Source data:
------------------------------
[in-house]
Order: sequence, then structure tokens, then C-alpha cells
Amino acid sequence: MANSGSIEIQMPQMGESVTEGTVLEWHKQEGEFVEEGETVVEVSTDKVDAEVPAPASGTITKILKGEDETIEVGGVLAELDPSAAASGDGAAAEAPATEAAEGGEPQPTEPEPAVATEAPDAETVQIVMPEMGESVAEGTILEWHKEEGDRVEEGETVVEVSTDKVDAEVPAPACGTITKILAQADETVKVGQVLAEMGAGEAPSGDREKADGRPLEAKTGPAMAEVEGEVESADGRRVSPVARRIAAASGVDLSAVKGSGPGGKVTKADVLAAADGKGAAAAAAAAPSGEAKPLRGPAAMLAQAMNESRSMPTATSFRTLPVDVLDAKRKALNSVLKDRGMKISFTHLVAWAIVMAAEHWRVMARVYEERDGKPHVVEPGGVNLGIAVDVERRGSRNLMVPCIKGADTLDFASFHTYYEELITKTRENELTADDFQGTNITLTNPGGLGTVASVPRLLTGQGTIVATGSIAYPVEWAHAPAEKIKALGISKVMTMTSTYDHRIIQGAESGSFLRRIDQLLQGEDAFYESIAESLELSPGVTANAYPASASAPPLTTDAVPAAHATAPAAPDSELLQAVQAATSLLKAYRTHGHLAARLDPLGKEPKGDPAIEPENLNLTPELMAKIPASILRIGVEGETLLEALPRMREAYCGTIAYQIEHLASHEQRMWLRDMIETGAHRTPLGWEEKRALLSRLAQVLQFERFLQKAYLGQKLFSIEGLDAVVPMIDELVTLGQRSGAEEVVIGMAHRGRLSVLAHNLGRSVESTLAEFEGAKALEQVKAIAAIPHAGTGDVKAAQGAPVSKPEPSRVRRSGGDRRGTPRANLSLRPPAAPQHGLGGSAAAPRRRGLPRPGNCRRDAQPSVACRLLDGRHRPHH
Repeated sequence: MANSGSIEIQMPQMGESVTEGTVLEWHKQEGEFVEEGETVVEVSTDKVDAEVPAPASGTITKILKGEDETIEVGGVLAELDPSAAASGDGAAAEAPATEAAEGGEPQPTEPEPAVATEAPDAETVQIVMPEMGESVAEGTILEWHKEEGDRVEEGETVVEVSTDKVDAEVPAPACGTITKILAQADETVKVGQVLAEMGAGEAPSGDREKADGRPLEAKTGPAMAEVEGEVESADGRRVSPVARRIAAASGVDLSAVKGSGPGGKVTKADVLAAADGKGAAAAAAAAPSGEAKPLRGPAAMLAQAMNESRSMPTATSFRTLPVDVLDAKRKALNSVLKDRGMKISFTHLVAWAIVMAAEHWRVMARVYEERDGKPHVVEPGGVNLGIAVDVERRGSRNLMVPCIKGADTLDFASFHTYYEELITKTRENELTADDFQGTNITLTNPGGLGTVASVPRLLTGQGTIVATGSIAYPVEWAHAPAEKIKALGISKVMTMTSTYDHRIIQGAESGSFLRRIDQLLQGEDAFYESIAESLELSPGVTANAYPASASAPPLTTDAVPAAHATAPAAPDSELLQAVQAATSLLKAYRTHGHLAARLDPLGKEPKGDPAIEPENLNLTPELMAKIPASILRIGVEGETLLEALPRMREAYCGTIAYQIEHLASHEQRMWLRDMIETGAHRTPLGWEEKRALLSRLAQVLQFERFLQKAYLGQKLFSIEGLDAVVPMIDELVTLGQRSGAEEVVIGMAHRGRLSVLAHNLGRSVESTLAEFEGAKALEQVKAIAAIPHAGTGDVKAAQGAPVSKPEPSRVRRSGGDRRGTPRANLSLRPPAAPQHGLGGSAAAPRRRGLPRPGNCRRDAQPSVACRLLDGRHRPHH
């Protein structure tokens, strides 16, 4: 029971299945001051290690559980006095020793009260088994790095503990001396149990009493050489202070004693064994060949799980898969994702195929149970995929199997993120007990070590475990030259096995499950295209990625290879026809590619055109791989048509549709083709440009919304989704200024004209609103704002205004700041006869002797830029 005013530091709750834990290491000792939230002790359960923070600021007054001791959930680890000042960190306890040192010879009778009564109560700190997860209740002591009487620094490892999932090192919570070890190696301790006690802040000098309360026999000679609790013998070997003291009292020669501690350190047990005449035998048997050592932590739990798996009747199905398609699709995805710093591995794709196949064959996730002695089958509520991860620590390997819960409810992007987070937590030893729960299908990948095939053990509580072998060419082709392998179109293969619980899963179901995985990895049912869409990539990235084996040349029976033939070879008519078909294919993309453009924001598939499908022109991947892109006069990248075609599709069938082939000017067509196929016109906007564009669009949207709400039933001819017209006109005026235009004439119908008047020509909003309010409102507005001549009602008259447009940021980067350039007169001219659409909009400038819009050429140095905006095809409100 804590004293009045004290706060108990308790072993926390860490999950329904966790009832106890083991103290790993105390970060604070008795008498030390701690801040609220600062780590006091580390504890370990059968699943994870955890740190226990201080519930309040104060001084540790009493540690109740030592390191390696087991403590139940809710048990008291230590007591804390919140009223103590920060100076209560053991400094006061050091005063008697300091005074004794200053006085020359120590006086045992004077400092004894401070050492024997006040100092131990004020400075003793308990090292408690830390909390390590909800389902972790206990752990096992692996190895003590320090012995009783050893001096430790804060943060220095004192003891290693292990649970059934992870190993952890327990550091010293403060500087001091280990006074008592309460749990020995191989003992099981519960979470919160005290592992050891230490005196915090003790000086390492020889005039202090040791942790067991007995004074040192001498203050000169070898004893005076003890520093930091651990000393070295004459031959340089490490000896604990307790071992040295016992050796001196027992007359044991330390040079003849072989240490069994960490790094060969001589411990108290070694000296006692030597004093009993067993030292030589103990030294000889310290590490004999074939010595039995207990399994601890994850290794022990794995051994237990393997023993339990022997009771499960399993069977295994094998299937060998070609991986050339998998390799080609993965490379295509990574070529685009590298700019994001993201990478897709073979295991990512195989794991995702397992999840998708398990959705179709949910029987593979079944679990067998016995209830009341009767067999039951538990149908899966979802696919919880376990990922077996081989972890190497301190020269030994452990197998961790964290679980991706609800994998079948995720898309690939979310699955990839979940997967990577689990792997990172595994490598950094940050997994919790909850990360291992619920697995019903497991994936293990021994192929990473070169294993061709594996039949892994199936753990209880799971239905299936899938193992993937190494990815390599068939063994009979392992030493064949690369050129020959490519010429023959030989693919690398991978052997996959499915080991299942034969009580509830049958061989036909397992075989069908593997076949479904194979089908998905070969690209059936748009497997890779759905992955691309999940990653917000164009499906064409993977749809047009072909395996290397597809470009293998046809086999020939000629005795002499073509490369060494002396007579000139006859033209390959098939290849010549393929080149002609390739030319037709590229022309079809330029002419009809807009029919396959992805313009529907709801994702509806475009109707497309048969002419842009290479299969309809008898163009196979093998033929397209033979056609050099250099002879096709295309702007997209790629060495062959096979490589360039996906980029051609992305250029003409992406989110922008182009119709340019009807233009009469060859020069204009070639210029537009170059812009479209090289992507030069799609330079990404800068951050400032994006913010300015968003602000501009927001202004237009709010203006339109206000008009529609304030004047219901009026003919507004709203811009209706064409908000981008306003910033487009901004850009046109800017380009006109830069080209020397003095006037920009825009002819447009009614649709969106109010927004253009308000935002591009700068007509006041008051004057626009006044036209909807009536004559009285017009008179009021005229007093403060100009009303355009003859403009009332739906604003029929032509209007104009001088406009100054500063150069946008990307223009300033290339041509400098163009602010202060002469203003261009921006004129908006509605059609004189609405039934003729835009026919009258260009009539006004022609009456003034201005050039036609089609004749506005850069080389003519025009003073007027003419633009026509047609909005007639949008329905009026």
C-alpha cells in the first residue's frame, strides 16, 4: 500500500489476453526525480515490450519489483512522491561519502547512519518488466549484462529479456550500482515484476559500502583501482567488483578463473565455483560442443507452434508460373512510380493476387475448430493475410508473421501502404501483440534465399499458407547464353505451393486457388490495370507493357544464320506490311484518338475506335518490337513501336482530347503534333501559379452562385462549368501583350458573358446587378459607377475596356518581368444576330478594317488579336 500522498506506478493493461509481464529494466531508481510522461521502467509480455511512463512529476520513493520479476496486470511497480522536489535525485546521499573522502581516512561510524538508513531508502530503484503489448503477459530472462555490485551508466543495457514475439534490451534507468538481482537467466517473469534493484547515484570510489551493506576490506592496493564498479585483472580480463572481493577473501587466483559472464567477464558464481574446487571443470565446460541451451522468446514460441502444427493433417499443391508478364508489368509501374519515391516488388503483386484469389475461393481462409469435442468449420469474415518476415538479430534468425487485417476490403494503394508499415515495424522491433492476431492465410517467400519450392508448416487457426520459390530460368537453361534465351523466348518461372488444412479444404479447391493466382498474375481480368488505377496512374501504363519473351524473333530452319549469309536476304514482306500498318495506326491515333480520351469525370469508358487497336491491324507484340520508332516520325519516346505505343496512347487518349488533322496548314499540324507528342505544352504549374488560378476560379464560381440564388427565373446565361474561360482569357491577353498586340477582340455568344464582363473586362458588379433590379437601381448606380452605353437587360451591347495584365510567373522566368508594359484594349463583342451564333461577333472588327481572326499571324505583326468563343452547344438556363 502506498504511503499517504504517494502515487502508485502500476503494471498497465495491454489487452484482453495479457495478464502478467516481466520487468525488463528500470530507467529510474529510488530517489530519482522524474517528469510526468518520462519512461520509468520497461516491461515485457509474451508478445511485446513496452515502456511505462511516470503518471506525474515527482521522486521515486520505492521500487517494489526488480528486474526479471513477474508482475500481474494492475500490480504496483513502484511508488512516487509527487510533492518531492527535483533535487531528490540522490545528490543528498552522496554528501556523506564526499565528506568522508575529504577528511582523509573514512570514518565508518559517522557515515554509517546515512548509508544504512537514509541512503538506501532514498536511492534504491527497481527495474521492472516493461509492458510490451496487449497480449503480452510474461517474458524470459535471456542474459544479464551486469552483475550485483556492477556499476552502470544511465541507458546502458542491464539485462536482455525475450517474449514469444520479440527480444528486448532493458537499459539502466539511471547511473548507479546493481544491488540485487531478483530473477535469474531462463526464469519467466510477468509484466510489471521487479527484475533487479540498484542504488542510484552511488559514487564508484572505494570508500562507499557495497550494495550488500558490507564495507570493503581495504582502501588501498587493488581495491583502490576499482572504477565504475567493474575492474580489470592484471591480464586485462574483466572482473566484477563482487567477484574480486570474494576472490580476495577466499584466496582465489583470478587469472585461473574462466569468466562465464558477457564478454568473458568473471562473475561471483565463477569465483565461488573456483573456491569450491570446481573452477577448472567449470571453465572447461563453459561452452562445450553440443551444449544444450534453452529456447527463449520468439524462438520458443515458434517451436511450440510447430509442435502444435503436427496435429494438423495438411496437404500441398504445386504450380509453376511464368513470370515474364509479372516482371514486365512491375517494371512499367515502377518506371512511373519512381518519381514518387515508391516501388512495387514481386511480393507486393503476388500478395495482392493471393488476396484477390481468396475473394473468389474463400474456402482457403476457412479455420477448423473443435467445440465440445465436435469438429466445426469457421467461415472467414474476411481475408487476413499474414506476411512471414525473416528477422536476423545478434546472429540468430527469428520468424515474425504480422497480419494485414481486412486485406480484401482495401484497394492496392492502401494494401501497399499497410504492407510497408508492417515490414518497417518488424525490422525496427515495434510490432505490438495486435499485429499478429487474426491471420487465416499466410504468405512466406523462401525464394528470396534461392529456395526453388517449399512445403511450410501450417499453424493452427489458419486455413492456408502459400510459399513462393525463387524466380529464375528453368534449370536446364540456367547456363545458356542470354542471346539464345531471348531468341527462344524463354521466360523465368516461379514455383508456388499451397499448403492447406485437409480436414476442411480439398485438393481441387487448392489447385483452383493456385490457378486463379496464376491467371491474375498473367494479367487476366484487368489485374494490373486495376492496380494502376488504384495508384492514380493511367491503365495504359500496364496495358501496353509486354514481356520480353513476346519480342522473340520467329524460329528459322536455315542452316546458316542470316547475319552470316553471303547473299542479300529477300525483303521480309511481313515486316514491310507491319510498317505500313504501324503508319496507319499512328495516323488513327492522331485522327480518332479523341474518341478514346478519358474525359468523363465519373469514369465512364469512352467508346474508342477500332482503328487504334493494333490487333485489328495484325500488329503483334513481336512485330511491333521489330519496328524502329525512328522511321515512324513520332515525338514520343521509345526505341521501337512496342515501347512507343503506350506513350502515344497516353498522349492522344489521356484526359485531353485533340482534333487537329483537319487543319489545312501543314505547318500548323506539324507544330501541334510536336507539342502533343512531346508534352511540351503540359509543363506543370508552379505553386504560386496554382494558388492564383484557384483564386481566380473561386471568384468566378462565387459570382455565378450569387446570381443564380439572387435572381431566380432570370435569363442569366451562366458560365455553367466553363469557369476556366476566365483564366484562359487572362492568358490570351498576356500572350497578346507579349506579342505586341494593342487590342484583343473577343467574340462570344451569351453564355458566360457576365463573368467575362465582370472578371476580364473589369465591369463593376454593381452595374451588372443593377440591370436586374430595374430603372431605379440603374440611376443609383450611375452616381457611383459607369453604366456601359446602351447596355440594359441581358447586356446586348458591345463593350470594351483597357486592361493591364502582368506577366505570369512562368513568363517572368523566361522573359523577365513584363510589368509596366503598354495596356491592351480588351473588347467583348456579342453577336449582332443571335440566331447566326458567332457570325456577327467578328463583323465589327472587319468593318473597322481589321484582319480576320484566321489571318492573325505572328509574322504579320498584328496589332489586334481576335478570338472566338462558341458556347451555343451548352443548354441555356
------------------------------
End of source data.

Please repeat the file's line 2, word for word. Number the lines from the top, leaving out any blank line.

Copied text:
Order: sequence, then structure tokens, then C-alpha cells